Restoring the rosters: No. 12 – Minnesota

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This is part of a series of articles examining what every team’s roster would look like if given only the players it originally signed. I’m compiling the rosters, ranking them and presenting them in a countdown from Nos. 30 to 1.
No. 30 – Cincinnati
No. 29 – Kansas City
No. 28 – San Diego
No. 27 – Milwaukee
No. 26 – Baltimore
No. 25 – Chicago (AL)
No. 24 – Chicago (NL)
No. 23 – Pittsburgh
No. 22 – Detroit
No. 21 – Tampa Bay
No. 20 – New York (NL)
No. 19 – Houston
No. 18 – Oakland
No. 17 – St. Louis
No. 16 – Florida
No. 15 – San Francisco
No. 14 – Texas
No. 13 – Cleveland
12th place certainly isn’t bad, but the Twins would be far higher if, instead of coming up with teams based on players drafted and originally signed, these rankings went strictly by major league debuts. Johan Santana, David Ortiz, Francisco Liriano, Jason Bartlett and Cristian Guzman came up with the Twins, but all began their minor league careers elsewhere.
Rotation
Matt Garza
Scott Baker
Kevin Slowey
Nick Blackburn
Glen Perkins
Bullpen
Pat Neshek
LaTroy Hawkins
J.C. Romero
Grant Balfour
Jose Mijares
Peter Moylan
Jesse Crain
Moylan is the only one of the 25 players on the roster the Twins would lose if going to the “major league debut” standard. He was signed by the Twins in 1996, spent two years pitching in Rookie ball and then disappeared for eight years before impressing the Braves with his performance for Australia in the 2006 WBC and debuting later that season.
The rotation options are essentially the Twins’ current group, with Garza subbing in for Liriano/Carl Pavano. That looks like a net win for this group. Anthony Swarzak is the primary alternative to Perkins in the fifth spot. Kevin Mulvey wouldn’t be, since he was part of the Santana trade with the Mets.
The bullpen would be pretty strong with a healthy Neshek (he’s currently working his way back from Tommy John surgery). I’m throwing him into the closer’s role, given Hawkins’ lack of success in his most recent American League stints. Failing to make the cut was Eddie Guardado.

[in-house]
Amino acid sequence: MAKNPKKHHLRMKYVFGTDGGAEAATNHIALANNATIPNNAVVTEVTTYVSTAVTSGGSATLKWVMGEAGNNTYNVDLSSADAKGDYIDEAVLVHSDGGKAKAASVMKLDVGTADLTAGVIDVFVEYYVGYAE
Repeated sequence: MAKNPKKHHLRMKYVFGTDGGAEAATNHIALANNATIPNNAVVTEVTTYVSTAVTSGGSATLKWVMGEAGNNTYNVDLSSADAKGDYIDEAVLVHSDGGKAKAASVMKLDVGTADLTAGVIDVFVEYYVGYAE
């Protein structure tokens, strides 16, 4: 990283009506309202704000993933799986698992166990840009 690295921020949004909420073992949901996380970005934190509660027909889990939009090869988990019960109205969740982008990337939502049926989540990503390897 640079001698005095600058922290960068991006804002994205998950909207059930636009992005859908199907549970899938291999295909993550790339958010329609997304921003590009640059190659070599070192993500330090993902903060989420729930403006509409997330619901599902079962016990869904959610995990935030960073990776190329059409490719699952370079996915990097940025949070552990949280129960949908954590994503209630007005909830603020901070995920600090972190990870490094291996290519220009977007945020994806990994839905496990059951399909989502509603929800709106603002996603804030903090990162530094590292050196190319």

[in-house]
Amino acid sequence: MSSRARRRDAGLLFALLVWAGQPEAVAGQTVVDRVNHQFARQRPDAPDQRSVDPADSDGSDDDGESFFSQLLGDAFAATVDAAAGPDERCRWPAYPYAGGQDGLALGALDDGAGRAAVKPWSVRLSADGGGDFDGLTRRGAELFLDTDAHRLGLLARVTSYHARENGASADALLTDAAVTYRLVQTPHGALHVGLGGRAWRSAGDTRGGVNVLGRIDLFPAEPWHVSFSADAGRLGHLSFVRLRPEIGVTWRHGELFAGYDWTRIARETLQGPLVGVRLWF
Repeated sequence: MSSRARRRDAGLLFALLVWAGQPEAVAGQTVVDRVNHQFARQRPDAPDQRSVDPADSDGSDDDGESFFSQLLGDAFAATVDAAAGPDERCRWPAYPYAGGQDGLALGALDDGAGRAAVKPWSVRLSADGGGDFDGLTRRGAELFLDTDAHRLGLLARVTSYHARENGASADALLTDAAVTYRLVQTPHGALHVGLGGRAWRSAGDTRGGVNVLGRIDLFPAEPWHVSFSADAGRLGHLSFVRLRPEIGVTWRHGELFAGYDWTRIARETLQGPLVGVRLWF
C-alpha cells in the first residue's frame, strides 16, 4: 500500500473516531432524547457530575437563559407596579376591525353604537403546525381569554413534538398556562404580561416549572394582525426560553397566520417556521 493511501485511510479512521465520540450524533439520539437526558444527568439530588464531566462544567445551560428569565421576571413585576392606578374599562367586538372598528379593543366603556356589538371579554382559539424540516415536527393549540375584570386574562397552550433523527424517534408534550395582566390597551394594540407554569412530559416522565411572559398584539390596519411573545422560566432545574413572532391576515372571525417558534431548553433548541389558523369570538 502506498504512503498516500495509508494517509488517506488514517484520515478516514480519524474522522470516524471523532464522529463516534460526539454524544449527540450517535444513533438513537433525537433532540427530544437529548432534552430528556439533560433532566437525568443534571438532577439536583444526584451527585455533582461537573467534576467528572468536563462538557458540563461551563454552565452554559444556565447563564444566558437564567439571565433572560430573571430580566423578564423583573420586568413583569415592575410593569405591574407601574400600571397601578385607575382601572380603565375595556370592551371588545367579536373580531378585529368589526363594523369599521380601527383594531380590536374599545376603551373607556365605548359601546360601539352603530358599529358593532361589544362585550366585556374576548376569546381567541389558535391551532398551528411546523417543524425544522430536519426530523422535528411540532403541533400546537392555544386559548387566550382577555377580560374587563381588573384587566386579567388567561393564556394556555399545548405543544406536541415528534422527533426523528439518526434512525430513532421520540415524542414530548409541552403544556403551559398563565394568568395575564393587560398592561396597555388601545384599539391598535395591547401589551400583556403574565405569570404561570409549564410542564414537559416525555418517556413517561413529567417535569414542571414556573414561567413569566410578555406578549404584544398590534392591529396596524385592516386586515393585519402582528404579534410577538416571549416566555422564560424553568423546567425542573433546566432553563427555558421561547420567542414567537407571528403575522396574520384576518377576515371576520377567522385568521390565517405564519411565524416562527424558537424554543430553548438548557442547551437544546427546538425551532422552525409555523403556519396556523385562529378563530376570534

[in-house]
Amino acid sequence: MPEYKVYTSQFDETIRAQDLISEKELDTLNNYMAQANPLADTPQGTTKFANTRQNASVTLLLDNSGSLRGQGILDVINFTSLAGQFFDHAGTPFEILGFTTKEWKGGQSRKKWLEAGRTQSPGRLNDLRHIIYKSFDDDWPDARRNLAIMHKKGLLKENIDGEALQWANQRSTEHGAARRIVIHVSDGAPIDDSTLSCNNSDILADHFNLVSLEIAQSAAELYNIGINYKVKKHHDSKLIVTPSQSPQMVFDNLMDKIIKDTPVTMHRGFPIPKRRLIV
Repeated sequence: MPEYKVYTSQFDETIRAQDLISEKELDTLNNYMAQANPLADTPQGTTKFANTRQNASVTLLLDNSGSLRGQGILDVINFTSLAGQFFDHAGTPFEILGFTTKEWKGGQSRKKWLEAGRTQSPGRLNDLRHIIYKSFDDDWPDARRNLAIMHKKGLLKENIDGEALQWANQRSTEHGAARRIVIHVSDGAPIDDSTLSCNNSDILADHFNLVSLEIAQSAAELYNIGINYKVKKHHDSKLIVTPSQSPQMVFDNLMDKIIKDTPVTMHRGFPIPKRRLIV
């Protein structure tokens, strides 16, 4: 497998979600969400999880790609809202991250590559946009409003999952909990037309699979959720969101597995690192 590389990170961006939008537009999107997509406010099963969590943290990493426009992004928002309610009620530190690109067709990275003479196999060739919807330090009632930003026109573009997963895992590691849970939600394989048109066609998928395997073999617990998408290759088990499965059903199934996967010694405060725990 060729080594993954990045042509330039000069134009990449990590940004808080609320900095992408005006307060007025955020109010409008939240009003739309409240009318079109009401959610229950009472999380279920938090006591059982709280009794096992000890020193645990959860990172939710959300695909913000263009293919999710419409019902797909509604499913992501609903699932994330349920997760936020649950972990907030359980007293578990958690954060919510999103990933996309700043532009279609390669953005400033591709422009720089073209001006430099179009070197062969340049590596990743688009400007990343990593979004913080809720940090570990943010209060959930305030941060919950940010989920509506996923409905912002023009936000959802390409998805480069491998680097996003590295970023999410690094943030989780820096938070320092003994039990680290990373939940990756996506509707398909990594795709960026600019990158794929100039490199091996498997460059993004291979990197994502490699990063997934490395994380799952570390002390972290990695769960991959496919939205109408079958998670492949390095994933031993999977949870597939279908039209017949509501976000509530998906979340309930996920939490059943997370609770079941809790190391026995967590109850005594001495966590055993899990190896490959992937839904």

Lineup
LF Denard Span
C Joe Mauer
CF Torii Hunter
1B Justin Morneau
RF Michael Cuddyer
DH Jason Kubel
3B Danny Valencia
2B Matt Tolbert
SS Luis Rodriguez
Bench
C A.J. Pierzynski
INF Doug Mientkiewicz
INF Terry Tiffee
OF Jacque Jones
There’s hope for Valencia as the future at third base, but realistically, the lineup is only six players deep. Without credit for Bartlett, Guzman or even Alexi Casilla, the Twins just don’t have any adequate middle-infield options. Rodriguez and the disappointing Trevor Plouffe were the shortstop candidates, and second base came down to Tolbert and prospect Steven Tolleson. Mientkiewicz might actually be the superior choice there.
At least the top six is really nice. Mauer is about as valuable as anyone in the game, and Hunter and Morneau have also been among the AL’s best this year.
Summary
Of course, the Twins do deserve credit for finding and developing Santana and Ortiz, even if they may have actually held Ortiz back. The Twins under former general manager Terry Ryan were probably in the top five in baseball at scouting out and developing talent. Whether that’s going to hold true under Bill Smith remains to be seen, but the early returns aren’t especially encouraging. Whereas Ryan was a scout before becoming a GM, Smith is much more of an administrator. He’ll maintain the bottom line, but he may not pull off the coups that helped get the Twins to the playoffs four times in five years from 2002-06. He certainly hasn’t so far.

Report: Joe Girardi withdraws from consideration as Reds’ next manager

Joe Girardi
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Former Yankees skipper Joe Girardi has reportedly withdrawn his name for consideration in the Reds’ managerial search, according to a report from Ken Rosenthal of The Athletic. Per Rosenthal, Girardi was considered the frontrunner for the position, but elected to keep his current gig as an MLB Network analyst for the foreseeable future.

The 54-year-old skipper holds a lifetime 988-794 record in 11 years with the Marlins and Yankees. He cut his teeth on the Marlins’ 2006 season, during which the team skidded to a fourth-place finish in the NL East, then helped the Yankees to 10 consecutive winning records and a World Series title. While Mark Feinsand of MLB.com adds that Girardi “absolutely wants to manage again,” it’s unclear when and with whom he might choose to do so.

Without Girardi, the Reds still have several candidates left in play, not the least of whom is retired MLB third baseman David Bell. Bell previously served as the Reds’ Double-A and Triple-A manager from 2008-2012 and racked up a cumulative 227-332 record during that span. His resume also includes several coaching positions with the Cubs and Cardinals, and most recently, a role as VP of player development for the Giants in 2018. As Rosenthal points out, however, the 46-year-old coach is hardly a lock for a managerial spot with the Reds, as he’s also made a strong impression on the Blue Jays, Rangers, and Giants this fall.